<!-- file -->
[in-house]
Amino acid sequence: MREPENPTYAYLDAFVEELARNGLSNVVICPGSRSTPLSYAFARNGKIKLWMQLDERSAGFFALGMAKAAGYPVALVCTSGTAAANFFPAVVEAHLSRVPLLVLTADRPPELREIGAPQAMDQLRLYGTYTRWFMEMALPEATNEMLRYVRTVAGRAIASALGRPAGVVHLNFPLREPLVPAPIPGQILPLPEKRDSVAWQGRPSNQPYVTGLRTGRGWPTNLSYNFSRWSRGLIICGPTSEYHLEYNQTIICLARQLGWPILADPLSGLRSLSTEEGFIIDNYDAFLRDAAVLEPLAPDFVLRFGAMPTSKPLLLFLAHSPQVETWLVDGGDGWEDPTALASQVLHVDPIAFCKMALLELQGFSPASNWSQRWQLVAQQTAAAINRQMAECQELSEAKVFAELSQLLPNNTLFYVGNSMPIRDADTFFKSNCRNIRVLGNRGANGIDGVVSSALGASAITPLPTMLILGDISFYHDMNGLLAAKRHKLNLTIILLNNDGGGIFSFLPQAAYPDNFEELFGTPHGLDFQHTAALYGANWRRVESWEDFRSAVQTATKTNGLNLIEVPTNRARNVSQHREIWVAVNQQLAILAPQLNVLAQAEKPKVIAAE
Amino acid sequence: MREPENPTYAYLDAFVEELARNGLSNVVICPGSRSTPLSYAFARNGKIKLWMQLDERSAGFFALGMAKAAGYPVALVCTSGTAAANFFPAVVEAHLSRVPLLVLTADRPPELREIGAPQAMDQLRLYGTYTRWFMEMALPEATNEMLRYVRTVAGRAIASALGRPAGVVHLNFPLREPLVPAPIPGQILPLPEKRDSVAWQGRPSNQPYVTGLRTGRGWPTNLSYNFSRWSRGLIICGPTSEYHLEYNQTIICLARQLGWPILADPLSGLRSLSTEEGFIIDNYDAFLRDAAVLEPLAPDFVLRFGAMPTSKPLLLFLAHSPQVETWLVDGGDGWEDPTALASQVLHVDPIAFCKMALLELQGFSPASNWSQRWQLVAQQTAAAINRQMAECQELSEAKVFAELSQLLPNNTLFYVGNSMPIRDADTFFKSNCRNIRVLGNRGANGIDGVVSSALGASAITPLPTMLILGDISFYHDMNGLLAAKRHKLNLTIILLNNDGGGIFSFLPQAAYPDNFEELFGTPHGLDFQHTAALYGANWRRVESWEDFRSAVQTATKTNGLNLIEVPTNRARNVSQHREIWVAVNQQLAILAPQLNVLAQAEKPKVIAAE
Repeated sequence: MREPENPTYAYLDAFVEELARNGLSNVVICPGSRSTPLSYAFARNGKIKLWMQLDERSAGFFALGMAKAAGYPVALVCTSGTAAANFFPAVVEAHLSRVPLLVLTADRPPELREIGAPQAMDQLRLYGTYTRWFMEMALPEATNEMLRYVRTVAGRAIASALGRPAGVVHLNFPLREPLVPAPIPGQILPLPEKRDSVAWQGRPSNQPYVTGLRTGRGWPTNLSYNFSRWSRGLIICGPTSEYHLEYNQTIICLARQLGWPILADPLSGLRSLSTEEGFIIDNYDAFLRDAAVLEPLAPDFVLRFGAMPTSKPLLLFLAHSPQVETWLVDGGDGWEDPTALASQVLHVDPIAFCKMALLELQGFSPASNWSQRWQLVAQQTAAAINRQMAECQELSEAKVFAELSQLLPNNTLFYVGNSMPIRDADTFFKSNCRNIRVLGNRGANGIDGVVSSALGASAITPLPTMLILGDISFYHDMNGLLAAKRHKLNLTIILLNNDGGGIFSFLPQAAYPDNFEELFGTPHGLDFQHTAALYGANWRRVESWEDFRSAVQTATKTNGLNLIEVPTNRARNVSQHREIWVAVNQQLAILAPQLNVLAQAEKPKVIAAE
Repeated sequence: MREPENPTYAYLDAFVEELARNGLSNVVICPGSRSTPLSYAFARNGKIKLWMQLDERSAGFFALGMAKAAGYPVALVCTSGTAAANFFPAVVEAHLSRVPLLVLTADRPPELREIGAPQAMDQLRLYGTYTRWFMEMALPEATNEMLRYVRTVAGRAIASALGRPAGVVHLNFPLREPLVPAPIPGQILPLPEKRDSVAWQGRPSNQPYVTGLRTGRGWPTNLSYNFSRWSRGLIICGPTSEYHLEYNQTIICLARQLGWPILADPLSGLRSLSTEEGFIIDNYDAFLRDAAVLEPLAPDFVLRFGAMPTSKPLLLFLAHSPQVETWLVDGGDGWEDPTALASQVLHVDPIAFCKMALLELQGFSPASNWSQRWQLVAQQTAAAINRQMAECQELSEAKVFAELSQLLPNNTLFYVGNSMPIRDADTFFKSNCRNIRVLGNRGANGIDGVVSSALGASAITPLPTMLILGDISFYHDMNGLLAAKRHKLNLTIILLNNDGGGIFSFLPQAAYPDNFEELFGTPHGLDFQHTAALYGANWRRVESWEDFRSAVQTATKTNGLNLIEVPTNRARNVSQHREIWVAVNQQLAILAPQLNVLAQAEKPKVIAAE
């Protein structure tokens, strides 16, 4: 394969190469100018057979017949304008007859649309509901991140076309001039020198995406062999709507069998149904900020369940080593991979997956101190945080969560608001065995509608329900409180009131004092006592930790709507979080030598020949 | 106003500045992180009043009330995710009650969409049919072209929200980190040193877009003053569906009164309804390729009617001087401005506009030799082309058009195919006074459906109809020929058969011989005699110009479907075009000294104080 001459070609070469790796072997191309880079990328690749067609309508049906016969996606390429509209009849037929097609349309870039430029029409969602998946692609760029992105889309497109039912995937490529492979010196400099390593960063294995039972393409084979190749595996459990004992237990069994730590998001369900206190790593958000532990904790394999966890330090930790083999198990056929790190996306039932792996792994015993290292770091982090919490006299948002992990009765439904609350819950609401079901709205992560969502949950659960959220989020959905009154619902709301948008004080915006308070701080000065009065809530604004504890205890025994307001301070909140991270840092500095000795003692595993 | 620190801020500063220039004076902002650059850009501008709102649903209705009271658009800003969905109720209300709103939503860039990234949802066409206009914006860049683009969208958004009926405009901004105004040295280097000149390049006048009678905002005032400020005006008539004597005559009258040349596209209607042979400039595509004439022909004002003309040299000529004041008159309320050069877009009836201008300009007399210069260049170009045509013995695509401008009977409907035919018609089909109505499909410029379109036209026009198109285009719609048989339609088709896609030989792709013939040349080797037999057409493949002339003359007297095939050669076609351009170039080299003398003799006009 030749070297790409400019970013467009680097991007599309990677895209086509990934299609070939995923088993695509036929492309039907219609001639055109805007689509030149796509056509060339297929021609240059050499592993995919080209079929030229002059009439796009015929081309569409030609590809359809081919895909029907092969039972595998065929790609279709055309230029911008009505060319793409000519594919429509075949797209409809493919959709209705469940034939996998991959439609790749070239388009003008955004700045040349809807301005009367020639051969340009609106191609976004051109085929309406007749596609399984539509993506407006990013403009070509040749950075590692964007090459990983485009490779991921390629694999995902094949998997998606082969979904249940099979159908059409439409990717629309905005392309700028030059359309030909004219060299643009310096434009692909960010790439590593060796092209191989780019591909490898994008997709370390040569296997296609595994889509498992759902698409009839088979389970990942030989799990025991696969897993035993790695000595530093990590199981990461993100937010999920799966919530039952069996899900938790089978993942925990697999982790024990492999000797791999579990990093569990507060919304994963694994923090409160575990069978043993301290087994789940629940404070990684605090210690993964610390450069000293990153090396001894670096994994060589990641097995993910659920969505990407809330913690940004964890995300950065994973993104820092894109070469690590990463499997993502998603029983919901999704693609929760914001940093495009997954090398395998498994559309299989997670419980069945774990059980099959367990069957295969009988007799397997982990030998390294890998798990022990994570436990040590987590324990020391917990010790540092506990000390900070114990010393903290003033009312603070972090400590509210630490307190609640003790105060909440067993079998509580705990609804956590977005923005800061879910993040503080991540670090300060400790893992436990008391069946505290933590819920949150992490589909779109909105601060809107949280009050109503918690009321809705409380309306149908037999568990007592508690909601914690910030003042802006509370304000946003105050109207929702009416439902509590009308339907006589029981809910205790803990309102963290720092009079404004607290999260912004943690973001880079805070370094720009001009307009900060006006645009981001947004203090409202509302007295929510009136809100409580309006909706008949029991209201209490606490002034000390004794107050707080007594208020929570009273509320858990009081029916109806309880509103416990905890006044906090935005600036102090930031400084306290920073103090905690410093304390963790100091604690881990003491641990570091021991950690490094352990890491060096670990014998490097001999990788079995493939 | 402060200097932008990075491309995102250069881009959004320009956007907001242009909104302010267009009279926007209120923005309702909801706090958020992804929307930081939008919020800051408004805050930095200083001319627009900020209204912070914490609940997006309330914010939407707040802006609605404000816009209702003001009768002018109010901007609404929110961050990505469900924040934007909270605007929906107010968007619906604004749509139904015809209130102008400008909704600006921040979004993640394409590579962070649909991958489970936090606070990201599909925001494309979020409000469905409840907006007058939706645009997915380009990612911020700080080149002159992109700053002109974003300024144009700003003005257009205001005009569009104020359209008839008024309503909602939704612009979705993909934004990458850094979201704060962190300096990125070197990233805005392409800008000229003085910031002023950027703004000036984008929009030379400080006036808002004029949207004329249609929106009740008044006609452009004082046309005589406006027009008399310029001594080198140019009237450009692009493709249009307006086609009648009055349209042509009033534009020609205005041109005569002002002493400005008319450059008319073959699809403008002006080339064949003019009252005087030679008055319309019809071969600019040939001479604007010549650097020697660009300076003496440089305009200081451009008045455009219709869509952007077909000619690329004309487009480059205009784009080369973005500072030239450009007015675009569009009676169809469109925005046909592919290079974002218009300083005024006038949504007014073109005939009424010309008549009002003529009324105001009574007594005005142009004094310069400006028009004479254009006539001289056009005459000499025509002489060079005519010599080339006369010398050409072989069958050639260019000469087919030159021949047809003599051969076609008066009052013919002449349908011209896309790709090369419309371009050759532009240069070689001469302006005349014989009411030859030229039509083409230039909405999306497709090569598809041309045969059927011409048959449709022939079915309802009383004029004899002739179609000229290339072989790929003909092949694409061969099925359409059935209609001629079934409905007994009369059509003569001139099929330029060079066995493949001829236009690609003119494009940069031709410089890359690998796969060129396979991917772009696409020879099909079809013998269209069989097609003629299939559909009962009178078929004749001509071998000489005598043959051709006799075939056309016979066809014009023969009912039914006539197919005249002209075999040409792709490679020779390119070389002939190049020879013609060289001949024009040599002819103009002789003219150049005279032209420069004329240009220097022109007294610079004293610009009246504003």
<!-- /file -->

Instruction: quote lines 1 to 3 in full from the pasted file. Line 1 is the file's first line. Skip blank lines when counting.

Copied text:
[in-house]
Amino acid sequence: MREPENPTYAYLDAFVEELARNGLSNVVICPGSRSTPLSYAFARNGKIKLWMQLDERSAGFFALGMAKAAGYPVALVCTSGTAAANFFPAVVEAHLSRVPLLVLTADRPPELREIGAPQAMDQLRLYGTYTRWFMEMALPEATNEMLRYVRTVAGRAIASALGRPAGVVHLNFPLREPLVPAPIPGQILPLPEKRDSVAWQGRPSNQPYVTGLRTGRGWPTNLSYNFSRWSRGLIICGPTSEYHLEYNQTIICLARQLGWPILADPLSGLRSLSTEEGFIIDNYDAFLRDAAVLEPLAPDFVLRFGAMPTSKPLLLFLAHSPQVETWLVDGGDGWEDPTALASQVLHVDPIAFCKMALLELQGFSPASNWSQRWQLVAQQTAAAINRQMAECQELSEAKVFAELSQLLPNNTLFYVGNSMPIRDADTFFKSNCRNIRVLGNRGANGIDGVVSSALGASAITPLPTMLILGDISFYHDMNGLLAAKRHKLNLTIILLNNDGGGIFSFLPQAAYPDNFEELFGTPHGLDFQHTAALYGANWRRVESWEDFRSAVQTATKTNGLNLIEVPTNRARNVSQHREIWVAVNQQLAILAPQLNVLAQAEKPKVIAAE
Amino acid sequence: MREPENPTYAYLDAFVEELARNGLSNVVICPGSRSTPLSYAFARNGKIKLWMQLDERSAGFFALGMAKAAGYPVALVCTSGTAAANFFPAVVEAHLSRVPLLVLTADRPPELREIGAPQAMDQLRLYGTYTRWFMEMALPEATNEMLRYVRTVAGRAIASALGRPAGVVHLNFPLREPLVPAPIPGQILPLPEKRDSVAWQGRPSNQPYVTGLRTGRGWPTNLSYNFSRWSRGLIICGPTSEYHLEYNQTIICLARQLGWPILADPLSGLRSLSTEEGFIIDNYDAFLRDAAVLEPLAPDFVLRFGAMPTSKPLLLFLAHSPQVETWLVDGGDGWEDPTALASQVLHVDPIAFCKMALLELQGFSPASNWSQRWQLVAQQTAAAINRQMAECQELSEAKVFAELSQLLPNNTLFYVGNSMPIRDADTFFKSNCRNIRVLGNRGANGIDGVVSSALGASAITPLPTMLILGDISFYHDMNGLLAAKRHKLNLTIILLNNDGGGIFSFLPQAAYPDNFEELFGTPHGLDFQHTAALYGANWRRVESWEDFRSAVQTATKTNGLNLIEVPTNRARNVSQHREIWVAVNQQLAILAPQLNVLAQAEKPKVIAAE